Specific requirements however are necessary to qualify:-
- Does the building qualify?
- Does the lease qualify?
- Does the tenant qualify?
In order for the building to qualify, it must be a “house”. The definition is contained in Section 2(1) of the Leasehold Reform Act 1967:
“For purposes of this Part of the Act, ‘house’ includes any building designed or adapted for living in reasonably so called, not withstanding that the building is not structurally detached, or was not or is not solely designed or adapted for living in, or is divided horizontally into flats or maisonettes; …”
Also, one essential rule is that there must be no material over or under-hang with an adjoining building (if there is, then it is likely to be a flat).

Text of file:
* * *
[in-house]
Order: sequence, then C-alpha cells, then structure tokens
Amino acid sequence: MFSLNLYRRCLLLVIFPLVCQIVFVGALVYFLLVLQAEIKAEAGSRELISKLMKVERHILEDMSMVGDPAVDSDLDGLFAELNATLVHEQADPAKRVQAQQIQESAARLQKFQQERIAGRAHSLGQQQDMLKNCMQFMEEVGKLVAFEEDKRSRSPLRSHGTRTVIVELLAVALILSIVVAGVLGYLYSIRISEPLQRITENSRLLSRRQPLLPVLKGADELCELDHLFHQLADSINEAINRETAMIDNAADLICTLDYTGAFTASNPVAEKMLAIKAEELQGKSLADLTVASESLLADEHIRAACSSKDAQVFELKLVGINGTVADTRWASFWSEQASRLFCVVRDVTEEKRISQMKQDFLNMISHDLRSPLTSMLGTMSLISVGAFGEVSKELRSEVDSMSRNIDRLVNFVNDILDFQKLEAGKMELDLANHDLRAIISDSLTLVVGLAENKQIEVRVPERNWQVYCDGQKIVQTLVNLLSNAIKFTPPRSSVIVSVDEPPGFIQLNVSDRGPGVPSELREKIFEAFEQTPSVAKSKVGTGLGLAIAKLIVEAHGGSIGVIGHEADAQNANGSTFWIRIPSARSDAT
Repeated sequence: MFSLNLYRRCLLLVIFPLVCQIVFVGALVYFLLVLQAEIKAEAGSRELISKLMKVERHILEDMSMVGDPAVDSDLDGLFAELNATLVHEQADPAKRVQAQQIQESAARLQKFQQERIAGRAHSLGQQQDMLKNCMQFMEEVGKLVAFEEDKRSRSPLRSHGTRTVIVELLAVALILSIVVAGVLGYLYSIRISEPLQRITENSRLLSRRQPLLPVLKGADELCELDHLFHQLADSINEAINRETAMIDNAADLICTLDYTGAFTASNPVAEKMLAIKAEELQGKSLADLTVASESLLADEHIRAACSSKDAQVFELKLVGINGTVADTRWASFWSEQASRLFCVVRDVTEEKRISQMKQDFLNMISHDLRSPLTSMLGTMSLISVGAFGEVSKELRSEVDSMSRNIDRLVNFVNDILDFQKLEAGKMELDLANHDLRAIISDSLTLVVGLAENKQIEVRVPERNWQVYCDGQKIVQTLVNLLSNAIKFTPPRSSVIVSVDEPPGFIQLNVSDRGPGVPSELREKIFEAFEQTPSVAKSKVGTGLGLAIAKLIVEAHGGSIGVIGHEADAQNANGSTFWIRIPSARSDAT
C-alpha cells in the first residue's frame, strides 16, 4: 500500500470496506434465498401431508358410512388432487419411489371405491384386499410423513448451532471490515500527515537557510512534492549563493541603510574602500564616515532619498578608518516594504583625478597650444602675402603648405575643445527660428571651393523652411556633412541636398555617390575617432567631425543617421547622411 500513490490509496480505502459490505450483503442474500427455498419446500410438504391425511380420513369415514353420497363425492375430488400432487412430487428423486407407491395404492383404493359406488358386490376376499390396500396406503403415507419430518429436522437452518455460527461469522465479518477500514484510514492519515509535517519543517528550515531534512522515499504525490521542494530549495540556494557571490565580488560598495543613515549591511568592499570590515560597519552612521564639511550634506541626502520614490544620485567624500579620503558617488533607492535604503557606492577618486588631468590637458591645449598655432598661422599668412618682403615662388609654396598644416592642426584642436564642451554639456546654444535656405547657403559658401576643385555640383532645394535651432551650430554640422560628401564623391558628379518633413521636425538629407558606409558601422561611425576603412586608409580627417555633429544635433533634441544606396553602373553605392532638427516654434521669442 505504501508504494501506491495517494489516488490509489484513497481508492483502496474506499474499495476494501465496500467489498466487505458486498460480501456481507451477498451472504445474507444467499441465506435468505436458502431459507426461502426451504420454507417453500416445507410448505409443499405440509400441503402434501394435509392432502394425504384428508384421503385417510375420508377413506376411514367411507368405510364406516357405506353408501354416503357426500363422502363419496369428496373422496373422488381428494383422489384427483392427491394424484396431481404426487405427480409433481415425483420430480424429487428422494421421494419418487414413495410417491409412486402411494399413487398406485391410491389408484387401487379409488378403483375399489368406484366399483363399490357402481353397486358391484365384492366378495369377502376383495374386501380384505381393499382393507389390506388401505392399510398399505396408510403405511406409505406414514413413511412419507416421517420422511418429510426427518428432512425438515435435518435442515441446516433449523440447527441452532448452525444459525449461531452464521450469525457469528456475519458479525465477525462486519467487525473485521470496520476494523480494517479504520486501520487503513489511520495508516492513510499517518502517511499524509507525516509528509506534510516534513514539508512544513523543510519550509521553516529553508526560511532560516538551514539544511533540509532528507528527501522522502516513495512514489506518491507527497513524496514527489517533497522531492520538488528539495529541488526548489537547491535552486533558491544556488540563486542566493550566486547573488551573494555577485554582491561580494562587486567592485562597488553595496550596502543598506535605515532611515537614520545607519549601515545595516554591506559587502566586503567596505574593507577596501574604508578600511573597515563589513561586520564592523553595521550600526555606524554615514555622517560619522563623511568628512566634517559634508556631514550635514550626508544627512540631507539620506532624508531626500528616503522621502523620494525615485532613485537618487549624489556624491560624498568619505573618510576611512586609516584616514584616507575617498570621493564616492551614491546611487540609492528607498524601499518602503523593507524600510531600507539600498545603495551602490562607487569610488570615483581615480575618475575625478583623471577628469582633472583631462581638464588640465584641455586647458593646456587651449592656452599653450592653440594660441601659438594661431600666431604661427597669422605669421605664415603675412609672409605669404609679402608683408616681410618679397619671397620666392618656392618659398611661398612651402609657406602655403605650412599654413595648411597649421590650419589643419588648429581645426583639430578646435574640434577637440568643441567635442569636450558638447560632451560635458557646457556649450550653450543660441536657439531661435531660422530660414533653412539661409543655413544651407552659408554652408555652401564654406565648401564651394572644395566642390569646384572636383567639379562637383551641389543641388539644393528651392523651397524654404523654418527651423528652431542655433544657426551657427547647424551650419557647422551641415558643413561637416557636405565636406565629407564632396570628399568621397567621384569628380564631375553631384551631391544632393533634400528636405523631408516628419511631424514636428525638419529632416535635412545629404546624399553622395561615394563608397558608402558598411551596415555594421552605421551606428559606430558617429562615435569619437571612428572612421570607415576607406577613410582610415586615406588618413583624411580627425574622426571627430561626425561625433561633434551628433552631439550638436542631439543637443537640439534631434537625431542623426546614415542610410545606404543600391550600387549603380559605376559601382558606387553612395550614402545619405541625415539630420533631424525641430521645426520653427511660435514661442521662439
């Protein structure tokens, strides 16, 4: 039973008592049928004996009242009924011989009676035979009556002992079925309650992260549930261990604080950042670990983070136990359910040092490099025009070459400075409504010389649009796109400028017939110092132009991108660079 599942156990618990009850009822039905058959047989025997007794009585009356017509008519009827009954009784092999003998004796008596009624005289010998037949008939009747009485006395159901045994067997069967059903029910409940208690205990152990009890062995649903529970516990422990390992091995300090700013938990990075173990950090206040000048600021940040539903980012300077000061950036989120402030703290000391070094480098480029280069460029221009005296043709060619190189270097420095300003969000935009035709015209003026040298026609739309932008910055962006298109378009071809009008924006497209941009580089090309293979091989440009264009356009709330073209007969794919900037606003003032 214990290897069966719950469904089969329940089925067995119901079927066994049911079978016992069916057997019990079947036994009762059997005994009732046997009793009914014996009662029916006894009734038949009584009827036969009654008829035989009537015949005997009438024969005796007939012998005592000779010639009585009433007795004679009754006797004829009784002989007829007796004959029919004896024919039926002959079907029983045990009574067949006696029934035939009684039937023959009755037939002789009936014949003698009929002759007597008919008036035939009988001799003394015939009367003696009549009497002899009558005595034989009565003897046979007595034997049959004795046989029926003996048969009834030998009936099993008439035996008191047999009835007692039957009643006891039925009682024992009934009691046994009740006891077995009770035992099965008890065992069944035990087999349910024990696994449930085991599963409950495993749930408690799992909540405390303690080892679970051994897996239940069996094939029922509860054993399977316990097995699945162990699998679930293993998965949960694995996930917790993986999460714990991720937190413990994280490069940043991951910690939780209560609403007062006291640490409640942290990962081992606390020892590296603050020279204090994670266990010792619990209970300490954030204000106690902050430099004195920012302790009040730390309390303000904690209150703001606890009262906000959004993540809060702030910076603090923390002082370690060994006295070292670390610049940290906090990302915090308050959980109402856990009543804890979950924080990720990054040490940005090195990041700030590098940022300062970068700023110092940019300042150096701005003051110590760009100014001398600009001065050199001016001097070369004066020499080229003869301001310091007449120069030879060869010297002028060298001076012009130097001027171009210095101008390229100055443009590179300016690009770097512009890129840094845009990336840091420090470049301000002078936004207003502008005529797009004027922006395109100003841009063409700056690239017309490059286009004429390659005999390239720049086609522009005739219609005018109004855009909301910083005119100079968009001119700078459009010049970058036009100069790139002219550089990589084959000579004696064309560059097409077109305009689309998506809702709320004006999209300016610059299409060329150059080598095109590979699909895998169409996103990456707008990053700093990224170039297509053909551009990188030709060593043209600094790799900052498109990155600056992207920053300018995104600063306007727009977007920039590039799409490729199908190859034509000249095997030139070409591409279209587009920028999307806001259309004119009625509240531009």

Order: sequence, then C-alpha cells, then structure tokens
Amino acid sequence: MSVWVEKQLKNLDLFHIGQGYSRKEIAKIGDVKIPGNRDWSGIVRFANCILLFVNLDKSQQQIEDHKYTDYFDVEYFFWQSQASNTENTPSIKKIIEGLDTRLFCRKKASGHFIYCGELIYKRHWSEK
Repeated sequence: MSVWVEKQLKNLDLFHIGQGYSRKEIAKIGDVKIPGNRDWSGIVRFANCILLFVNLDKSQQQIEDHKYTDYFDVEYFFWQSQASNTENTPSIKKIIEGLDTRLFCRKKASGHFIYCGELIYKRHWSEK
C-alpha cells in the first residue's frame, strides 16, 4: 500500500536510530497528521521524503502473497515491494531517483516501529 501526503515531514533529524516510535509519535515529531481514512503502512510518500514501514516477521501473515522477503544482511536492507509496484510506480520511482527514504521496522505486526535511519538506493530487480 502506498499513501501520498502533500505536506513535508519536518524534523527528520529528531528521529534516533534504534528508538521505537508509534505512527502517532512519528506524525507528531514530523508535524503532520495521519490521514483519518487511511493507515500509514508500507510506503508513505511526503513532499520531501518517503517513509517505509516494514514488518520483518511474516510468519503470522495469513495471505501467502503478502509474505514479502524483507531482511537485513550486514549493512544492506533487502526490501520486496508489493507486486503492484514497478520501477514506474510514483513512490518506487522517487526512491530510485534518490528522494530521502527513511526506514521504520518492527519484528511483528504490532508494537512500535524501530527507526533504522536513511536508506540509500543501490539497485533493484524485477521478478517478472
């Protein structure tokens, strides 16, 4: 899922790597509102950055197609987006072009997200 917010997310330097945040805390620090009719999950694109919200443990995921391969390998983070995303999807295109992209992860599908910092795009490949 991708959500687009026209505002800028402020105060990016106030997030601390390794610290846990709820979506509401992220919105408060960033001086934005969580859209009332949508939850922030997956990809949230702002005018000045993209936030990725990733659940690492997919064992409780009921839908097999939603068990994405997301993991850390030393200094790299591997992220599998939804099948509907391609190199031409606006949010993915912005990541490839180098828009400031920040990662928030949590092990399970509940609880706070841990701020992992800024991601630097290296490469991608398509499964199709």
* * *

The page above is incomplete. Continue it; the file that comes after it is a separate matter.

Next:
The house must be held under a long lease ie. one with an original term of more than 21 years. However, if it is a business tenancy, then it will not qualify if it is for an original term of 35 years or less.
The tenant must have owned the lease for at least two years. Since the Commonhold and Leasehold Reform Act 2002, there is now no residency qualification, only one of ownership, save in some limited circumstances.